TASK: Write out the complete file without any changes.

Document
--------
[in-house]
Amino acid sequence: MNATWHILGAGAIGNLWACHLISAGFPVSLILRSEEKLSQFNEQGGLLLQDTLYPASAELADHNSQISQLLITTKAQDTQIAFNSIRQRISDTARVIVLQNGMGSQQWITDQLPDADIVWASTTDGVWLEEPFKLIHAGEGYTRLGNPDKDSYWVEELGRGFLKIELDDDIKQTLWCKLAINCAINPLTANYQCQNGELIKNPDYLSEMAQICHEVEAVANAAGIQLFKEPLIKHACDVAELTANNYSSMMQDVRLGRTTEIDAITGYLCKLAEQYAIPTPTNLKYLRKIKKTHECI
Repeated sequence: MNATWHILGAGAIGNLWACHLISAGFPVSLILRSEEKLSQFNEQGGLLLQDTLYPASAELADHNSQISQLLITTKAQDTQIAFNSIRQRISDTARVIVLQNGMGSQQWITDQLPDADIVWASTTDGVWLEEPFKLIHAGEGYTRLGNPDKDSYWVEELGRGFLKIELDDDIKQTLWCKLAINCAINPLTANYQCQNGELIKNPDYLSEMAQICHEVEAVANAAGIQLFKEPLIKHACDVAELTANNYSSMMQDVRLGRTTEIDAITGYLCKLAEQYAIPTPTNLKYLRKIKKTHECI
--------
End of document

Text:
[in-house]
Amino acid sequence: MNATWHILGAGAIGNLWACHLISAGFPVSLILRSEEKLSQFNEQGGLLLQDTLYPASAELADHNSQISQLLITTKAQDTQIAFNSIRQRISDTARVIVLQNGMGSQQWITDQLPDADIVWASTTDGVWLEEPFKLIHAGEGYTRLGNPDKDSYWVEELGRGFLKIELDDDIKQTLWCKLAINCAINPLTANYQCQNGELIKNPDYLSEMAQICHEVEAVANAAGIQLFKEPLIKHACDVAELTANNYSSMMQDVRLGRTTEIDAITGYLCKLAEQYAIPTPTNLKYLRKIKKTHECI
Repeated sequence: MNATWHILGAGAIGNLWACHLISAGFPVSLILRSEEKLSQFNEQGGLLLQDTLYPASAELADHNSQISQLLITTKAQDTQIAFNSIRQRISDTARVIVLQNGMGSQQWITDQLPDADIVWASTTDGVWLEEPFKLIHAGEGYTRLGNPDKDSYWVEELGRGFLKIELDDDIKQTLWCKLAINCAINPLTANYQCQNGELIKNPDYLSEMAQICHEVEAVANAAGIQLFKEPLIKHACDVAELTANNYSSMMQDVRLGRTTEIDAITGYLCKLAEQYAIPTPTNLKYLRKIKKTHECI